towards a post-scarcity society

Posts Tagged ‘atlanta’

LuciaStoves and Dual-Power Steam GenSets

In atlanta, Open Development, Tools on May 6, 2010 at 12:25 am

LuciaStoves are dual-use biomass gasification stoves that have 96% combustion efficiency. 10 litres of wood pellets produce only 50 milliliters of ash… truly. When running in char mode the stoves produce biochar which is the only feasible method of carbon sequestration currently available. Biochar from millions of households using these simple stoves could reduce emissions through avoiding emissions from inefficient stoves and burying biochar in soil as a soil amendment by 40 million tons a year. Or about the amount of emissions from a small first world country such as Ireland.

My buddy Iuval and I are building stoves like these for home use in Atlanta and the Southeast with ArkFab Labs.

Gasifiers like this can also be used to run steam powered gensets such as this one from Joe Carruth.

Things get interesting at 4:00, take a look, this video has 100k views for a good reason. These technologies have the power to free people from their dependency on fossil fuels and centralized energy conglomerates.

Advertisements

There is something wrong with this picture

In atlanta, equity on March 3, 2010 at 10:18 pm

ArkFab Innovation Foundation

In atlanta, Open Development on February 28, 2010 at 9:57 pm

We now live in a complex world. Over the past 200 years globalization has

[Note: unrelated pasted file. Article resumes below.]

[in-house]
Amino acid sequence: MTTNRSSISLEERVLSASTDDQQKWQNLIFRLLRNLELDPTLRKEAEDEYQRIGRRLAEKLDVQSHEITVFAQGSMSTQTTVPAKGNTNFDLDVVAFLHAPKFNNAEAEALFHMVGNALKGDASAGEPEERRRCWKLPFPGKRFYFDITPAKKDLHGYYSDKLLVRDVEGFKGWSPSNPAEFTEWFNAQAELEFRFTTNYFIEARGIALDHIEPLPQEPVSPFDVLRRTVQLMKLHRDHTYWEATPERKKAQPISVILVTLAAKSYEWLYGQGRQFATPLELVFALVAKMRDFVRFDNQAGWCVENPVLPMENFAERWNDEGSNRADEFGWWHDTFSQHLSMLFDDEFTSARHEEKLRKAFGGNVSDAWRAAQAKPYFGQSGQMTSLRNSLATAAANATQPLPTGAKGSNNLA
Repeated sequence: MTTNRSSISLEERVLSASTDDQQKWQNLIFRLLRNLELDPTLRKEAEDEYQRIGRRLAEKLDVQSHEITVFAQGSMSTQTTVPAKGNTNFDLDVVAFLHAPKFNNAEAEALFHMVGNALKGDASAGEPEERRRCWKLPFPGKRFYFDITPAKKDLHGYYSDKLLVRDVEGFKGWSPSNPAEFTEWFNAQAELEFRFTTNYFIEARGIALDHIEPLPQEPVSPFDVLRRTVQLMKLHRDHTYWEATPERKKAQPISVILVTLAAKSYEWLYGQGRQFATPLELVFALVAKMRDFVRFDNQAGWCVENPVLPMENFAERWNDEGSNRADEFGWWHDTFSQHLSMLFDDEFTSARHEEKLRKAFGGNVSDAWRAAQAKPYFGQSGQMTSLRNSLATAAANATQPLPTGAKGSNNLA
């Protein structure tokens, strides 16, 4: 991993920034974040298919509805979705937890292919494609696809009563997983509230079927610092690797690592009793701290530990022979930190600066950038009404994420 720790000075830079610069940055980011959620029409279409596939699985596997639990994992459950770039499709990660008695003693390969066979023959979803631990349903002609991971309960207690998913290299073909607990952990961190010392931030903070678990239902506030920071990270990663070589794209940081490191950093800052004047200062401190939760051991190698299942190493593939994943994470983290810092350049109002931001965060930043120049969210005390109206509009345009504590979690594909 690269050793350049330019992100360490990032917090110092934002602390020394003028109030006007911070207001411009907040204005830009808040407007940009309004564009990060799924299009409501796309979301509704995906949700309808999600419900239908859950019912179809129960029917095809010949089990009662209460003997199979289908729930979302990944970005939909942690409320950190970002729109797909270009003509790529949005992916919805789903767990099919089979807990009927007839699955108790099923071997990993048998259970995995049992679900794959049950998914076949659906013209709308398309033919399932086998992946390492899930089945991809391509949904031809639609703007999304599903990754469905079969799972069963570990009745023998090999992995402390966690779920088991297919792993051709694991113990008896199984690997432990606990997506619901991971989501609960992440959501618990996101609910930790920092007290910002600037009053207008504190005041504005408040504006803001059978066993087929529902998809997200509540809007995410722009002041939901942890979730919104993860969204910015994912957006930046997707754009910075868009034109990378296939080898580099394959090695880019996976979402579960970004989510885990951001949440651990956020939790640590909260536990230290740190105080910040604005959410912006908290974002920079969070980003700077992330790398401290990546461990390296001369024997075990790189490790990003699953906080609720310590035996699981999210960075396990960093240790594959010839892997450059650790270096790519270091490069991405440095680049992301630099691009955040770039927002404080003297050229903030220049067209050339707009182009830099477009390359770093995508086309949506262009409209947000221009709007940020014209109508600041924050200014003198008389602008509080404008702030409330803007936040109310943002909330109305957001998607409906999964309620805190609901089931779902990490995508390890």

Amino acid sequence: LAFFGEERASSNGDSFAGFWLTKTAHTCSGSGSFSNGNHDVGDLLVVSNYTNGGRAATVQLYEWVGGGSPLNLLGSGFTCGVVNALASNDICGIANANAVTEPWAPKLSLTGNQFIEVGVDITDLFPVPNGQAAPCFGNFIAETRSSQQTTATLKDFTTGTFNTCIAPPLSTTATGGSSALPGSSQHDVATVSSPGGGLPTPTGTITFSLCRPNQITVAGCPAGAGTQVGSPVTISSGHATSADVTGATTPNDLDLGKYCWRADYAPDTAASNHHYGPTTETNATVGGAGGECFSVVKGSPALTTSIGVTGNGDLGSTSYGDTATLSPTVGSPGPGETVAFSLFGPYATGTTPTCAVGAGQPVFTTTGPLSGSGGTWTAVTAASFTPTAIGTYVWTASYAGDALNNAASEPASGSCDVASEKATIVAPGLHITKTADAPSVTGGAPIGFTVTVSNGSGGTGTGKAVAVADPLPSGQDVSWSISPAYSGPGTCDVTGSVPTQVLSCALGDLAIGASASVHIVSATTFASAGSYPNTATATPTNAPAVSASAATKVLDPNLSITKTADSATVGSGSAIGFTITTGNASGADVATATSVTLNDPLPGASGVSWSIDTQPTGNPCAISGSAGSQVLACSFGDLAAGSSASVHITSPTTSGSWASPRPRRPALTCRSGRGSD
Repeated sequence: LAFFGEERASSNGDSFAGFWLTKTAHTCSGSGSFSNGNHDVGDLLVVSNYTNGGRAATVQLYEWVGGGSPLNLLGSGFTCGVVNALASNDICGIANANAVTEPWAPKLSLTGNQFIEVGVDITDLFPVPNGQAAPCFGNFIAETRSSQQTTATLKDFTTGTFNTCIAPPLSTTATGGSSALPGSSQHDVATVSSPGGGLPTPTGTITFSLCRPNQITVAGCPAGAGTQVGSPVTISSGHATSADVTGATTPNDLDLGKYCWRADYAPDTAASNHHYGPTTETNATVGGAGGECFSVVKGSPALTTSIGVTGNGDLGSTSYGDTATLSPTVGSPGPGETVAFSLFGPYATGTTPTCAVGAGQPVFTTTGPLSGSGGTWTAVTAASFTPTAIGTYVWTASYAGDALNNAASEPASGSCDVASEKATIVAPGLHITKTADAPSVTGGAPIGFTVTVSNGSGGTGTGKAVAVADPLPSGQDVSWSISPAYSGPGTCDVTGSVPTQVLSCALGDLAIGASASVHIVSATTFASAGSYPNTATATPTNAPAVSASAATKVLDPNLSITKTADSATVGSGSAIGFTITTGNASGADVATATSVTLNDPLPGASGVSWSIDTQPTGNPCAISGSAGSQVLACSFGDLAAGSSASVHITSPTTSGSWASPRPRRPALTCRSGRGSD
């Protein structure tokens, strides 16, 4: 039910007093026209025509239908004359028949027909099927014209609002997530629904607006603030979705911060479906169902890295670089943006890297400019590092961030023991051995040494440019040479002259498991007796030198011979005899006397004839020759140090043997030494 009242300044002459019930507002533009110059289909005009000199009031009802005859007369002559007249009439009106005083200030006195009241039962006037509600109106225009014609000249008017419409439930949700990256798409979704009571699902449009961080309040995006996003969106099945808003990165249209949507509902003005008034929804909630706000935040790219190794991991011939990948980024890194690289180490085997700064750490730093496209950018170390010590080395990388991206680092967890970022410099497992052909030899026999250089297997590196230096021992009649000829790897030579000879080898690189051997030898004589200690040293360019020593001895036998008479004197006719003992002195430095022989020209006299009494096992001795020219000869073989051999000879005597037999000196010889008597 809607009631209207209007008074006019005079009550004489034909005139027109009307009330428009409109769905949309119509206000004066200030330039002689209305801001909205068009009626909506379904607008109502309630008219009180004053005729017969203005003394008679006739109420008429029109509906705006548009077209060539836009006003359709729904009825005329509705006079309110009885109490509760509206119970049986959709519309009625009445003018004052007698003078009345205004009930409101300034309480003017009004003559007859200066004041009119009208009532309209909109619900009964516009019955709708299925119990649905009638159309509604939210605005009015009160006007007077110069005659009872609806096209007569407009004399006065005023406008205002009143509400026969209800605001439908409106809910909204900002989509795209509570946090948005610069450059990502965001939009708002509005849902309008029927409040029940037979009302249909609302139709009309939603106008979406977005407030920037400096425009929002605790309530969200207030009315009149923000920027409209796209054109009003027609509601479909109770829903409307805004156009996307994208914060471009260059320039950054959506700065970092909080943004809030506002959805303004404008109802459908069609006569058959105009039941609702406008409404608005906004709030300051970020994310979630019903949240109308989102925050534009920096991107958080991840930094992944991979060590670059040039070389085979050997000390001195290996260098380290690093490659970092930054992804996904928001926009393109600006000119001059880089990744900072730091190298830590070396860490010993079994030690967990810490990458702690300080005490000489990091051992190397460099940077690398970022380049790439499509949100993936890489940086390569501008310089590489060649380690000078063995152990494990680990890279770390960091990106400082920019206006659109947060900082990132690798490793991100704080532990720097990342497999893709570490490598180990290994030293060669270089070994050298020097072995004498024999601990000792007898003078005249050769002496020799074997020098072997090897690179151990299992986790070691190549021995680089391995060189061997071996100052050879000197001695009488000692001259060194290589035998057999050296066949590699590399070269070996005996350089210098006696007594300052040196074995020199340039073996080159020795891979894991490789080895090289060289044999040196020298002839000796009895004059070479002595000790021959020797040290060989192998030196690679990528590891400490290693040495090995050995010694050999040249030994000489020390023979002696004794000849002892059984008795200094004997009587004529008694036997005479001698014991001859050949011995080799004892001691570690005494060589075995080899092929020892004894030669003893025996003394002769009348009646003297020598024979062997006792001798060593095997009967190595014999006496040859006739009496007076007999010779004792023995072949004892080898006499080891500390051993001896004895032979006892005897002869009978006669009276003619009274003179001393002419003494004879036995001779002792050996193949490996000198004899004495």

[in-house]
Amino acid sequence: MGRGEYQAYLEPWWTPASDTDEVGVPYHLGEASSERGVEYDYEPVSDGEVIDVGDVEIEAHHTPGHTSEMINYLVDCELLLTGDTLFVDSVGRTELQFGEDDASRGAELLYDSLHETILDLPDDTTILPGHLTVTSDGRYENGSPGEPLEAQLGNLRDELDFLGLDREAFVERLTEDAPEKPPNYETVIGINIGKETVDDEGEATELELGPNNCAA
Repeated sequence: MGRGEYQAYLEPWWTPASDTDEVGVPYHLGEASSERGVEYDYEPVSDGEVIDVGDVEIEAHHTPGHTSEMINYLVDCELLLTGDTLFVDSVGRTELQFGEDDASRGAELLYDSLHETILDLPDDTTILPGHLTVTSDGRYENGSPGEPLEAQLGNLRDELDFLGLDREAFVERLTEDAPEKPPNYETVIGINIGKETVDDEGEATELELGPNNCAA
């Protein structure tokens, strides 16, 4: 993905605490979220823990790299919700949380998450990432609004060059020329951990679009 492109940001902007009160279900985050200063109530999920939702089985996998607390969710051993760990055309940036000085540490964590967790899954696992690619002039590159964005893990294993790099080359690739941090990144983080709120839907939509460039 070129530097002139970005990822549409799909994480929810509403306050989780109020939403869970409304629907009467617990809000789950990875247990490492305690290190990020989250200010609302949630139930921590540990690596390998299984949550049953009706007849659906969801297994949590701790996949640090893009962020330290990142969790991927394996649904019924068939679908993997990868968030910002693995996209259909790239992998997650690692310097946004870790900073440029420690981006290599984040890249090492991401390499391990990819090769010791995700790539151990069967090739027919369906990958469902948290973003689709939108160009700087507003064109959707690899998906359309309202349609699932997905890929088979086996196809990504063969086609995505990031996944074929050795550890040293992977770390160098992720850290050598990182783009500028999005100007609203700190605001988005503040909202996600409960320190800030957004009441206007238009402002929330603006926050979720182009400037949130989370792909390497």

increased our interconnectedness while industrialization has increased our interdependencies. The global division of labor between and within nations has created
a diversity of economic and social roles for humanity never before seen and by
compelling us to leave our natural habitats the city now claims the majority of
Homo sapiens. Humans and the environments we fundamentally rely on for our
survival are now struggling to keep up and adapt to the difficult implications of
these changes.

Sustainable technologies offer an opportunity to aid the transition towards
more resilient communities but physical hardware alone is not sufficient. Successful
adoption, operation and maintenance of sustainable technologies in at-risk
communities requires both the physical hardware and the local competences of
individual and social capacity, knowledge and know-how.1 Providing these
communities economic and social access to the technologies they need to improve
their resilience is arguably the most critical problem in the field of sustainable
development. We must renovate or establish organizations that better coordinate
and leverage the innovative, entrepreneurial and adaptive power of all individuals
especially those individuals who are most at risk.

The ArkFab Innovation Foundation harnesses an emerging global network of collaborative expertise and open source sustainable technologies development to provide local entrepreneurs access to the tools and resources they need to rapidly adapt their communities to continuously shifting landscapes of risk in our complex society. The Foundation’s community innovation system stimulates commons-based peer production in at-risk communities with cost effective local ArkFab Innovation Centers. These community innovation centers are comprised of